The moon may be a lot younger than previously believed, according to scientists using the latest technology to analyze rocks brought back by the Apollo 16 mission nearly 40 years ago. The researchers say the rocks—a kind believed to be the oldest that can be found on the moon—are around 200 million years younger than they expected, making the moon 4.4 billion years old instead of 4.6 billion years old, the Los Angeles Times reports.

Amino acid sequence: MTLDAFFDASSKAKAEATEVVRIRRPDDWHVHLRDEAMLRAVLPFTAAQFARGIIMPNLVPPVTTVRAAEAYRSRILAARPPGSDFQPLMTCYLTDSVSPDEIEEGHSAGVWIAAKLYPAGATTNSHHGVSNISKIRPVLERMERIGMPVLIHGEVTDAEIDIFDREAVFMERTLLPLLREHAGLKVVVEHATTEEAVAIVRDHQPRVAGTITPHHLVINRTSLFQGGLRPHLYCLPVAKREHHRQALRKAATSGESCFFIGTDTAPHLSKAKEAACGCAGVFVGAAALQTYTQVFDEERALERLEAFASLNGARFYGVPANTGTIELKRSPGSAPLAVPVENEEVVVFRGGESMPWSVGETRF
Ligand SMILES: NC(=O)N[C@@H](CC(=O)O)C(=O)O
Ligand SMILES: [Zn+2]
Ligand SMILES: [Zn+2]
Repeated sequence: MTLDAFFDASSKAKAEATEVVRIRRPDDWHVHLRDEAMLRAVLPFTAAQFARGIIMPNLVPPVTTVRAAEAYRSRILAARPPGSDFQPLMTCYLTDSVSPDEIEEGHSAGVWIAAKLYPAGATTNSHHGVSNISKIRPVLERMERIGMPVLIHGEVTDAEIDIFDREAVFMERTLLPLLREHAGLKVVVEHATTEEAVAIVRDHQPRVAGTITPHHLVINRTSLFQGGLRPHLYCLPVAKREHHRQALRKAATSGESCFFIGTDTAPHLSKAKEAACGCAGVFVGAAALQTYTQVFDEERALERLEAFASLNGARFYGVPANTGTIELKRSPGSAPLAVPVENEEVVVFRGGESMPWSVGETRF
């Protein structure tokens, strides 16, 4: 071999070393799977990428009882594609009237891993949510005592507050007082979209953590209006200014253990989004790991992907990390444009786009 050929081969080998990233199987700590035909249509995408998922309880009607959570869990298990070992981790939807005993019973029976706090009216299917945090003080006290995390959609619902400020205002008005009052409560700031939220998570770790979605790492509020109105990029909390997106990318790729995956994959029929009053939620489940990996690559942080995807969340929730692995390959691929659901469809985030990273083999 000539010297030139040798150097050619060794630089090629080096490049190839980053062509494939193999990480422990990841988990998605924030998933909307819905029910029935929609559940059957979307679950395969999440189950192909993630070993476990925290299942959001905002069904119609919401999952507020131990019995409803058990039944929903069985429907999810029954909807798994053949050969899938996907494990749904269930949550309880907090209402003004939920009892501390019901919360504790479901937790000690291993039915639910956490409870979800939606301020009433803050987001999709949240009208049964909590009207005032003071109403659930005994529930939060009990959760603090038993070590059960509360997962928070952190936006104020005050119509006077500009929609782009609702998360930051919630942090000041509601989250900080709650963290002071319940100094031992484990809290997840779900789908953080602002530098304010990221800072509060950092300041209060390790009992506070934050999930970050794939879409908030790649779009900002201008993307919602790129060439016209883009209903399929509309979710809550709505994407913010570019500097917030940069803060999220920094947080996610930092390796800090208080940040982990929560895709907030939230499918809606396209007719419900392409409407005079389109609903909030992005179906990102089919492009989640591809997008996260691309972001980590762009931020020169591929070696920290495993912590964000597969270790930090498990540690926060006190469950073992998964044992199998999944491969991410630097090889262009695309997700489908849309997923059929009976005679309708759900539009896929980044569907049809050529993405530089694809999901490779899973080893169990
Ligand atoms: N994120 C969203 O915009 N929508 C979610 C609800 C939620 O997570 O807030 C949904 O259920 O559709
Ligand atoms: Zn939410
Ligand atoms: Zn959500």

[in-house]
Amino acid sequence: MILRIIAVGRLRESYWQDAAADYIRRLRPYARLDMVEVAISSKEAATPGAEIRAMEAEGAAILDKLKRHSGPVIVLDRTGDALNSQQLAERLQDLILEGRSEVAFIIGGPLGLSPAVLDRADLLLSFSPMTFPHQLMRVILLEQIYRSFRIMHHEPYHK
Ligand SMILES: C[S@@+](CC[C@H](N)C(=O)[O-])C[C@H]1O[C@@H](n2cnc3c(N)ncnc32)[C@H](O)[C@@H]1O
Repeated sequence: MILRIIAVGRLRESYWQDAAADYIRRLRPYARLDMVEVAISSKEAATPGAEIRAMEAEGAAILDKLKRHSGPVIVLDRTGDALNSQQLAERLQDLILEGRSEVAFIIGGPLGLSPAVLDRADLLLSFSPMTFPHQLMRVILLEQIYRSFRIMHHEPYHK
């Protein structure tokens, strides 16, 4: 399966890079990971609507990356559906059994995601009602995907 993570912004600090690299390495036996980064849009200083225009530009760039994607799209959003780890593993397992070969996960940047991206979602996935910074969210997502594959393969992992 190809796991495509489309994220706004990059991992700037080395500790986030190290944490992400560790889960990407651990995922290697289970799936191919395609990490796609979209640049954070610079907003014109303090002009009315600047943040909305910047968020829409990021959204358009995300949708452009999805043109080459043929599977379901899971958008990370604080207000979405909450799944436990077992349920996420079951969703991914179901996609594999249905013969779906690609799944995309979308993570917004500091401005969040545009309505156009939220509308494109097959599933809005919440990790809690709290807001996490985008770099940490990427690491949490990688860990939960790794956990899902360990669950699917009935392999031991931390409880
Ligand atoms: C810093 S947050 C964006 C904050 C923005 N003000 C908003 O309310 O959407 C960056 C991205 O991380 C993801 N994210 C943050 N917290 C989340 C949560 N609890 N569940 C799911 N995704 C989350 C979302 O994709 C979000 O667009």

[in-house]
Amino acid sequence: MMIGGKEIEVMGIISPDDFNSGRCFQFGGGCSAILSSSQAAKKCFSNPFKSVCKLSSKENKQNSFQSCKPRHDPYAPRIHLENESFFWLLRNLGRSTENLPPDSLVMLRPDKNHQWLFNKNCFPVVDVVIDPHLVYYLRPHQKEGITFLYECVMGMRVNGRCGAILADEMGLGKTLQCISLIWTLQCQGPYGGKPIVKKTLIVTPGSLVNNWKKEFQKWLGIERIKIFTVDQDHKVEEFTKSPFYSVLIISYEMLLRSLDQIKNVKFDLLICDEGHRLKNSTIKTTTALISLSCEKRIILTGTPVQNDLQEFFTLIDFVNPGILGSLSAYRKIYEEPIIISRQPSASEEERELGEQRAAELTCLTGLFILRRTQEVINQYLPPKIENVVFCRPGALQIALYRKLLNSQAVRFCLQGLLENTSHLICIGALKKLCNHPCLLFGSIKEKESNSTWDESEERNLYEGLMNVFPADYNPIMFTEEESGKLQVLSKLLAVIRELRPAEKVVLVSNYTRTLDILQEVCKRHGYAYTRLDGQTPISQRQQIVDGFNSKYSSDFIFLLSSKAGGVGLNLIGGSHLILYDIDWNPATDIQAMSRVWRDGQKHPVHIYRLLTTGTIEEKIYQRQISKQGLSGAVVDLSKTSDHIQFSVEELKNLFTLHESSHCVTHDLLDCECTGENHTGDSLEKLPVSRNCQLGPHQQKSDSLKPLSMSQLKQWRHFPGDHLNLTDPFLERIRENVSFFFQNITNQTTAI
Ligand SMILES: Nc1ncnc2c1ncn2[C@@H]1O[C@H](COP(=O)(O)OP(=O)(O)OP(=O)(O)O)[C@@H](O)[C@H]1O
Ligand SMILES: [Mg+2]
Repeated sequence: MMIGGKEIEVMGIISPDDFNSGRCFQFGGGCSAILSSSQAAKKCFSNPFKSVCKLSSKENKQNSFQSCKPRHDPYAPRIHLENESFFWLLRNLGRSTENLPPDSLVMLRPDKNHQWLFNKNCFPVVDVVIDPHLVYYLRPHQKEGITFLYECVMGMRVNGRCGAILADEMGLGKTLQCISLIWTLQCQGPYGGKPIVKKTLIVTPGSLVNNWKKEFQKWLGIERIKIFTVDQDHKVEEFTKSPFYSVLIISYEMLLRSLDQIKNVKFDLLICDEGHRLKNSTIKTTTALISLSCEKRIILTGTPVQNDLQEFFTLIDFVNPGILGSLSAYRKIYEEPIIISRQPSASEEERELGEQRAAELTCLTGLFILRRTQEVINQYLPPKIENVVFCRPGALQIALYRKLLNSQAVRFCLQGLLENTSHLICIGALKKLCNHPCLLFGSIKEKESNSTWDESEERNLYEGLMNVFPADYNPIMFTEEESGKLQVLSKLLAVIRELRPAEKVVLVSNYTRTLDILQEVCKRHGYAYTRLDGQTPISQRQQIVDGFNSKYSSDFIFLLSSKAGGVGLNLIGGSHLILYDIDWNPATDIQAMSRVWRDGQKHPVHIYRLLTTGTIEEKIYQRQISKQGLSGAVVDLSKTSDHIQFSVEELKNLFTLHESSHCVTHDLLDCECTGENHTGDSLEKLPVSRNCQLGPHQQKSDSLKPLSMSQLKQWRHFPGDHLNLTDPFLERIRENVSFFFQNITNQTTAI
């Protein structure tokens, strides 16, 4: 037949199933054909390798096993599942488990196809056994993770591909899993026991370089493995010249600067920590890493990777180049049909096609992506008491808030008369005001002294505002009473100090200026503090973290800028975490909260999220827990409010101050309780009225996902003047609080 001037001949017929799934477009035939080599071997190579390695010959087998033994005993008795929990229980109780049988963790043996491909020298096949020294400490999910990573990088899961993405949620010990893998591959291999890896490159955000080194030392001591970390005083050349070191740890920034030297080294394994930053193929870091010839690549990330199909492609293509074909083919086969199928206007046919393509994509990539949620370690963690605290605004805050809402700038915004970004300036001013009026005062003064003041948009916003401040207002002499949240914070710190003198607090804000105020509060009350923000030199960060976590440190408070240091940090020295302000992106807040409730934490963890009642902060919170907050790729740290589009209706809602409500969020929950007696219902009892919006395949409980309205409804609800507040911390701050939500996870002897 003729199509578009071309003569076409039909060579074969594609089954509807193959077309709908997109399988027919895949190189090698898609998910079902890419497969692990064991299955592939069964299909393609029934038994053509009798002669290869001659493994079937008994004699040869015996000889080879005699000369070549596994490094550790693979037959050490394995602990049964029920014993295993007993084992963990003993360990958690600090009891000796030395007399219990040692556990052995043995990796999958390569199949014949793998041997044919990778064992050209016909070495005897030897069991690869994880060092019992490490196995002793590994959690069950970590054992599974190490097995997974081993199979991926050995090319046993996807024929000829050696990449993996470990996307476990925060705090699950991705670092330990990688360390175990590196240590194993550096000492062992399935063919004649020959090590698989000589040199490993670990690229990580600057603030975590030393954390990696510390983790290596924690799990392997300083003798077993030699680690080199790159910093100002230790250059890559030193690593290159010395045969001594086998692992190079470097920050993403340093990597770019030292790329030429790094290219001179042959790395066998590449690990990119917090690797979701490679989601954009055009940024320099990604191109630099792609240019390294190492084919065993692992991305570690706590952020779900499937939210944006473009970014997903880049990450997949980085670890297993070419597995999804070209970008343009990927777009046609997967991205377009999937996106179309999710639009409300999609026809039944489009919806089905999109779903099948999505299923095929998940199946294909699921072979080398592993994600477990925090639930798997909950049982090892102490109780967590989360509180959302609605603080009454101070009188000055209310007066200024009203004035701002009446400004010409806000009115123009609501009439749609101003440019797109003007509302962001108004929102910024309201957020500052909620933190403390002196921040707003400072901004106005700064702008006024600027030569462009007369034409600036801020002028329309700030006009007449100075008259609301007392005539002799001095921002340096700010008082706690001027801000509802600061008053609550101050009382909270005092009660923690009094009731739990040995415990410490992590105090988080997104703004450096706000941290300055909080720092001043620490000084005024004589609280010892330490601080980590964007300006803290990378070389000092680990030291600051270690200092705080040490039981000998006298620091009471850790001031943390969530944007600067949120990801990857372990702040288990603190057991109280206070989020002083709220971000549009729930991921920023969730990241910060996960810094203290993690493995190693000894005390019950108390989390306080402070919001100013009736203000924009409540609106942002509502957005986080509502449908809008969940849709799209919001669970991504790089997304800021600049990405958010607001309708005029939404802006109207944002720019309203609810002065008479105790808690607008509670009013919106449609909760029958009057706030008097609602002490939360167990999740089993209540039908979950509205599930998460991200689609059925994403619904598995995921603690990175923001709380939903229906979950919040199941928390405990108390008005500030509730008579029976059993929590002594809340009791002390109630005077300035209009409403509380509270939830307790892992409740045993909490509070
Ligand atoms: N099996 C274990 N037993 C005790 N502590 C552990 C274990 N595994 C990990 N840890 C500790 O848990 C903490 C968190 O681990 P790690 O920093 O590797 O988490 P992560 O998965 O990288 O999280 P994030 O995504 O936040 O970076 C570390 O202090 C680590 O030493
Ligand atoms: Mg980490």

Another possibility, the researchers say, is that the magma ocean believed to have covered the moon's surface soon after it was separated from the Earth by a collision with another planet was never there. Other researchers say the team may be jumping to the wrong conclusions, or looking at the wrong rocks, the AP notes. The new theory "is a little bit fancy for my taste," says a scientist who recently published a theory that the Earth once had two moons. (Read more moon stories.)